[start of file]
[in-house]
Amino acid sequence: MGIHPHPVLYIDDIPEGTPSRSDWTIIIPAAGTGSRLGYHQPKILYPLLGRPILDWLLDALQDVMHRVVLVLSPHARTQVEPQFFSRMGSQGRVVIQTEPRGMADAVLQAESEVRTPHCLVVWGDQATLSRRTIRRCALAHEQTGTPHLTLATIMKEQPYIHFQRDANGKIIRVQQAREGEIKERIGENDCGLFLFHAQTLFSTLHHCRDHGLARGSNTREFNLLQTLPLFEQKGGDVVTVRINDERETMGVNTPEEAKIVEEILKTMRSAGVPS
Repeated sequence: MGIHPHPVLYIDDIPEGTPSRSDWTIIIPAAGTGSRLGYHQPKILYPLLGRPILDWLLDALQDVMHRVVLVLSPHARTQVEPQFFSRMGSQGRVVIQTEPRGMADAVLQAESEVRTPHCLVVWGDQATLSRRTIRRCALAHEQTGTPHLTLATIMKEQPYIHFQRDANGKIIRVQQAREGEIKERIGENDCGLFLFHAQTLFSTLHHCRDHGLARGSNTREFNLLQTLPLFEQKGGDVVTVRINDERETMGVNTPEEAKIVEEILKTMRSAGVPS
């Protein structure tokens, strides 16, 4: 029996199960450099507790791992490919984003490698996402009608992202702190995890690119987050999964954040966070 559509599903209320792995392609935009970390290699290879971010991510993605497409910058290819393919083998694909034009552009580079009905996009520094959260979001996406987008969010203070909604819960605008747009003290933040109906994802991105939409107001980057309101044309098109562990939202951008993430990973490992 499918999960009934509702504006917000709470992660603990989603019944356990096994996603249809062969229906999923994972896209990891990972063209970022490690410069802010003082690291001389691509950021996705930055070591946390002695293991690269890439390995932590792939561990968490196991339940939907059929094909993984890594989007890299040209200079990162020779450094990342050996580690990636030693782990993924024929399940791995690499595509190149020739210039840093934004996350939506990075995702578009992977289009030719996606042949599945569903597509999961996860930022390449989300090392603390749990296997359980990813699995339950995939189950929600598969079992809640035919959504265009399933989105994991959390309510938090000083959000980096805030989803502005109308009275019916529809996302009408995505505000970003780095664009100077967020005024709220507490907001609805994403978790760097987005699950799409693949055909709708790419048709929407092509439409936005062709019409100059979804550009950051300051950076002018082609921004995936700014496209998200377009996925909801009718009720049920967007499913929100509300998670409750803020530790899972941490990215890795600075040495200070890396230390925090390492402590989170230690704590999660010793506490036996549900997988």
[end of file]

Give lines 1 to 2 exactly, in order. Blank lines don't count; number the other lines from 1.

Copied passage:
[in-house]
Amino acid sequence: MGIHPHPVLYIDDIPEGTPSRSDWTIIIPAAGTGSRLGYHQPKILYPLLGRPILDWLLDALQDVMHRVVLVLSPHARTQVEPQFFSRMGSQGRVVIQTEPRGMADAVLQAESEVRTPHCLVVWGDQATLSRRTIRRCALAHEQTGTPHLTLATIMKEQPYIHFQRDANGKIIRVQQAREGEIKERIGENDCGLFLFHAQTLFSTLHHCRDHGLARGSNTREFNLLQTLPLFEQKGGDVVTVRINDERETMGVNTPEEAKIVEEILKTMRSAGVPS